Category Archives: Libertarians
Bruce Bartlett doesn’t really think so:
Although this may turn out to be a banner year for the Libertarian Party, the LP is not a real alternative to the Republicans and Democrats. Because of the Electoral College, restrictions on ballot access and onerous campaign finance laws, third parties simply aren’t viable for actually electing candidates. Nor do they pull the major parties toward their position: Ron Paul’s success did not encourage other Republican presidential candidates to even pay lip service to his ideas.
I believe that libertarian ideas would be better promoted by an interest group such as the National Rifle Association than through the Libertarian Party. Such a group could use the limited resources available for libertarian ideas far more effectively by establishing a political action committee, lobbying and advertising than by a political party running futile campaigns for public office. Nevertheless, the Libertarian Party may be an interesting force this year.
Bartlett makes the mistake that many people make when looking at the role of third-parties in America’s political system.
Does Bob Barr, or whoever the Libertarian Party nominates this weekend, have a realistic chance of winning the Presidency ? Obviously, the answer is no — and this would be true even without the Electoral College.
But that’s not the only reason to run a third-party campaign, as long as you have the right candidate and the right conditions. The Green Party received a lot of attention in 2000 because they nominated Ralph Nader; in the end, they received nearly 3,000,000 votes (2.5 million more than the LP candidate) and, arguably, cost Al Gore Florida and the election. More importantly, parts of their agenda, most notably their stands on environmental issues, have become part of the Democratic Party’s agenda.
Imagine if the Libertarian Party could do the same thing in 2008. Let’s say Bob Barr pulled in 1.5 million or more votes — not enough to win, but potentially enough to cause John McCain problems in states like Georgia (15 Electoral Votes) or Virginia (13 Electoral Votes). That alone could be enough to give the election to Barack Obama.
In the aftermath of such a campaign, one would think that smart Republicans would be wondering what they could do to bring the fiscal conservative/libertarian vote likely to be attracted to the LP. And that could be the first step in changing the party for the better.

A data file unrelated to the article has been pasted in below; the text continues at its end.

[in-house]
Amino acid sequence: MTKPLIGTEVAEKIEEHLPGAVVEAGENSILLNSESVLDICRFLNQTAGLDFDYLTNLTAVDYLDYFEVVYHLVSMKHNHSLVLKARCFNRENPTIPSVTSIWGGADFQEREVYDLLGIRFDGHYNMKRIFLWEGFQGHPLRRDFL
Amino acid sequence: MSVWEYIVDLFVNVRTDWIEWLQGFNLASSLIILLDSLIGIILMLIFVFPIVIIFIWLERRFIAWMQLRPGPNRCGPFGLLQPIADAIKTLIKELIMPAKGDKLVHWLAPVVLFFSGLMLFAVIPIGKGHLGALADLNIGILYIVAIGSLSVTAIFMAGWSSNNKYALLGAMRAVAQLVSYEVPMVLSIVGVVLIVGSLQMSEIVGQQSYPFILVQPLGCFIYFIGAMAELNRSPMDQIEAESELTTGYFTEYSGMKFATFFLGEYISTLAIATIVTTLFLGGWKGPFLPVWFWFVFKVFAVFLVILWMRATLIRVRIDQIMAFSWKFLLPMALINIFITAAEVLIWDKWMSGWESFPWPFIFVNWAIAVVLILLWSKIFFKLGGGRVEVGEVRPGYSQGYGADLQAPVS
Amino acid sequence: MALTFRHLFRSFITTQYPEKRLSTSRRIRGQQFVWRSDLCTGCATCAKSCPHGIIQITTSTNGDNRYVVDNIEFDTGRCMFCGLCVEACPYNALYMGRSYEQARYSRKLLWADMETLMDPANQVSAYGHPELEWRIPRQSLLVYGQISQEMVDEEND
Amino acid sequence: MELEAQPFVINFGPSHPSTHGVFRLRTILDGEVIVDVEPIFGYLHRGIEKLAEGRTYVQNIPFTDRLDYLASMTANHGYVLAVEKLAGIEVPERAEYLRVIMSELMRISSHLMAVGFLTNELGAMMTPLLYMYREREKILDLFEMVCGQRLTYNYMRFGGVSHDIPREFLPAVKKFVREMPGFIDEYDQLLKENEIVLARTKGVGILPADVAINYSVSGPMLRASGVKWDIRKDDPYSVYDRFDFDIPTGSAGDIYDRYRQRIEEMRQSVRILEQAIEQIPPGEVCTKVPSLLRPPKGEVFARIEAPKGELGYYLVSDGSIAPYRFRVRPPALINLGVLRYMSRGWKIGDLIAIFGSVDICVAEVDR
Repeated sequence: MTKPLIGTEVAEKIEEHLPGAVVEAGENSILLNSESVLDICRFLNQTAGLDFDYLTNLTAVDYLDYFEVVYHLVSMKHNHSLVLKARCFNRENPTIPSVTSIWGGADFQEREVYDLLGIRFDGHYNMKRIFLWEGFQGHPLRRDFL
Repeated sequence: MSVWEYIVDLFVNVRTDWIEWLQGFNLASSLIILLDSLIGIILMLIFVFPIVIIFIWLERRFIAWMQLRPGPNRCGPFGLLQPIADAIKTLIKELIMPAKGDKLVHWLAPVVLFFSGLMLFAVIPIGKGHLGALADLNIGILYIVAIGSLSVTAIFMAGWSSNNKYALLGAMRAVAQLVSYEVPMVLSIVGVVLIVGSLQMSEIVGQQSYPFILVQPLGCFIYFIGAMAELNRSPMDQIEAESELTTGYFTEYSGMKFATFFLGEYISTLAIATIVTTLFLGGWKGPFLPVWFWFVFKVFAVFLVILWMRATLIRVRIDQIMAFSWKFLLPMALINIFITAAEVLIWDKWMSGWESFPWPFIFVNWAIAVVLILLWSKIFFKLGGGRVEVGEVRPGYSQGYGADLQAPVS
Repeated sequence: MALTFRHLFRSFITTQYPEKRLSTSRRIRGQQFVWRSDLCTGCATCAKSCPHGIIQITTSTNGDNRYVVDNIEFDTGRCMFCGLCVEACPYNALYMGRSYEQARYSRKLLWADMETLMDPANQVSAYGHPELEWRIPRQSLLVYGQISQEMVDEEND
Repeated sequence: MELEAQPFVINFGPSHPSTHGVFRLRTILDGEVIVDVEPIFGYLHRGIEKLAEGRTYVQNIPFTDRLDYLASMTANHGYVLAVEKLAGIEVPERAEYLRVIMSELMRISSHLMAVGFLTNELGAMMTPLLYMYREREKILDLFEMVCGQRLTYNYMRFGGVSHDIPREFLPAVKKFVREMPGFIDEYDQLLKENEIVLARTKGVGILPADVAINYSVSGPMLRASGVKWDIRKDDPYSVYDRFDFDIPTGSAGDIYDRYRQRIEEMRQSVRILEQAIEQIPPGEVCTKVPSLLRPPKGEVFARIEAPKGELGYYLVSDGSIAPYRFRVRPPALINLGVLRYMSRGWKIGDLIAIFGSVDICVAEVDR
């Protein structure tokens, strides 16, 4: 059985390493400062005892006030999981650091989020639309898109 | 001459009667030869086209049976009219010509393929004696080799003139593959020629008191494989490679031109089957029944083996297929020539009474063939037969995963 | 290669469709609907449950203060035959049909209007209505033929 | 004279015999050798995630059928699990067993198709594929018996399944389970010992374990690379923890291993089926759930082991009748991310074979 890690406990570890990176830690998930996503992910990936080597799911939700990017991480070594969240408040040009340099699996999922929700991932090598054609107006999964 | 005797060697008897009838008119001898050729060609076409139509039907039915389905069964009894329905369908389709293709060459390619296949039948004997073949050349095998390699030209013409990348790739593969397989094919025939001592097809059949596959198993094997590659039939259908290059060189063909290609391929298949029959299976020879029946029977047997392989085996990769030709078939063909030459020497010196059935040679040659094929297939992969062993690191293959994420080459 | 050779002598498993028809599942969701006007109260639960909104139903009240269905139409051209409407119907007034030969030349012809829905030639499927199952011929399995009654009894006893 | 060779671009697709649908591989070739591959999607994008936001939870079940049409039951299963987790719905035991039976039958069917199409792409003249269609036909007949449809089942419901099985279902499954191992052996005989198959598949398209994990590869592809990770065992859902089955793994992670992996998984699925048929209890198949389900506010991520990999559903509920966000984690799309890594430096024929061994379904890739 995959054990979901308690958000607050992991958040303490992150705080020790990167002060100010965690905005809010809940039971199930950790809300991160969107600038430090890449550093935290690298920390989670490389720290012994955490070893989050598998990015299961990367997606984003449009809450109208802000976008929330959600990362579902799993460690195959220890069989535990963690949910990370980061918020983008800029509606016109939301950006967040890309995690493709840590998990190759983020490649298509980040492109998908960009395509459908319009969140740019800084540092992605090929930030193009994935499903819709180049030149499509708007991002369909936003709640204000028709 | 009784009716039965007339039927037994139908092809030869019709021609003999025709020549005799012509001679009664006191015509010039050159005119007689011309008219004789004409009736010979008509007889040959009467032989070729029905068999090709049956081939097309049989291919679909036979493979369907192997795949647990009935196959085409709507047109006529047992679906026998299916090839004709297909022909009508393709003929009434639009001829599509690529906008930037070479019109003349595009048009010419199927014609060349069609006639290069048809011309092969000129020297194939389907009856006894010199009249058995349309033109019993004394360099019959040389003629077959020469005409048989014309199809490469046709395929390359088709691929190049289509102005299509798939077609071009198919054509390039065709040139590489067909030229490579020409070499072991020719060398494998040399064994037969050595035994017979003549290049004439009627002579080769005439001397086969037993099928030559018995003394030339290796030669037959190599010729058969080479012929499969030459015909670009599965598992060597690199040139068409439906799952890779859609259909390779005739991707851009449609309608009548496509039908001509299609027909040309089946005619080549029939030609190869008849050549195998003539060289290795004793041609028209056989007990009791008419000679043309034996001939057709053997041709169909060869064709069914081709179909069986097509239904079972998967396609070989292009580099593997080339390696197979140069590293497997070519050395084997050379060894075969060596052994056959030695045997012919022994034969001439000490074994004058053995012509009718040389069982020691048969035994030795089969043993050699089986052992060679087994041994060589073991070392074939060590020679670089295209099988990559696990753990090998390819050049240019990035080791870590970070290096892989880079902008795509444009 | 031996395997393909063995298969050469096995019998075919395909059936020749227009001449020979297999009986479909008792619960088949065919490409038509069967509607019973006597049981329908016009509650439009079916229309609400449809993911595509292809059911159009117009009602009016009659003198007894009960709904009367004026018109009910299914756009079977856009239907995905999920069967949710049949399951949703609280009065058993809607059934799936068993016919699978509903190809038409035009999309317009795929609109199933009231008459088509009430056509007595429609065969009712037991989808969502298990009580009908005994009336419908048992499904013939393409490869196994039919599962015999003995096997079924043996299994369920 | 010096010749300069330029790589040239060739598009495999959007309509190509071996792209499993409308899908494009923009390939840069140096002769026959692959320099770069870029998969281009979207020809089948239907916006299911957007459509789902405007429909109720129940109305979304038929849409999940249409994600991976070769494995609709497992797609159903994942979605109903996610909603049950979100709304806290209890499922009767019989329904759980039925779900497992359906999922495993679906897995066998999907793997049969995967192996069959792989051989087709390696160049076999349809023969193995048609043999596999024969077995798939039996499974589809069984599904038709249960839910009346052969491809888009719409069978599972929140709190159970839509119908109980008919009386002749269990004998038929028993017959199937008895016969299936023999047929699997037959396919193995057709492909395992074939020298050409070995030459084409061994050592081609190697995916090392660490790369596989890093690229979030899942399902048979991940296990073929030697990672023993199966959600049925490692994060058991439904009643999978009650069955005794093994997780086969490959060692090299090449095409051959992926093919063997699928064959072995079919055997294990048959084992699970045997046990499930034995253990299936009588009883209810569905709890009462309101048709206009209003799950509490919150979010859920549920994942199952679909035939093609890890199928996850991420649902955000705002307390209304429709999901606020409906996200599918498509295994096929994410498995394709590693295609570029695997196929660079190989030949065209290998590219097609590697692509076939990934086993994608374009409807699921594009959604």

Bob Barr might not win the election, but a successful 2008 campaign could have a significant impact on where the GOP goes after defeat.
As far as Bartlett’s suggestion that interest groups are better avenues for change than political parties, I’ll admit I’m sympathetic to it. The fact that The Cato Institute has managed to become a part of the public policy debate inside the Beltway without compromising core libertarian principles is, on the whole a good thing. As is the existence of an organization like the Institute For Justice, which is on the way to becoming what the ACLU never was — a public policy law firm that truly defends individual liberty.
At the same time, though, when there’s an opportunity to make an impact in what has already been one of the most historic elections in recent American history, I don’t see any good reason for passing it up.
The Libertarian Convention of course! Which convention did you think I was talking about? The Libertarian National Convention will run this Memorial Day weekend beginning on Thursday, May 22nd and ending on Monday, May 26th. I plan on attending the convention representing The Liberty Papers as a citizen journalist on Saturday, Sunday, and possibly Monday.
My press pass will give me the same access as the MSM outlets (though some events will be reserved for “invited media only”). The events which I believe I will be able to get into include the platform debate, the presidential debate, national chairs debate, presidential nominating speeches, presidential election roll call with acceptance speech, the first press conference with the LP Presidential Nominee, and much, much more.
Fellow Liberty Papers contributor Jason Pye will also be attending the convention as a delegate.
Usually, The Liberty Papers does not have a great deal of activity on the weekends as far as posts are concerned but this weekend will be much different. Expect periodic reporting from the convention beginning Saturday. I’m going to try to score some high profile interviews, will post lots of photos, and possibly post some video for your consumption.
It’s my goal to bring the convention to The Liberty Papers’ reader. Any suggestions for what you would like me to cover, who I interview, and what questions you would like me to ask would be greatly appreciated!
**UPDATE** Jason Pye will also be adding content to The Liberty Papers throughout the weekend:
I am taking a video camera and a laptop and will be updating daily both here and The Liberty Papers. You may even see a post or two over at Red State.
There will be a few battles between moderates and anarchists, mainly over the platform and Bob Barr. Over a beer not too long ago, I told Daniel Adams, chairman of the Libertarian Party of Georgia, that I expected a walkout of different factions at some point during the convention.
Pye has much more insight to the inner workings of the Libertarian Party than I do, so I think his take on the event will be very interesting. Between the two of us, I think we will have the convention covered quite well.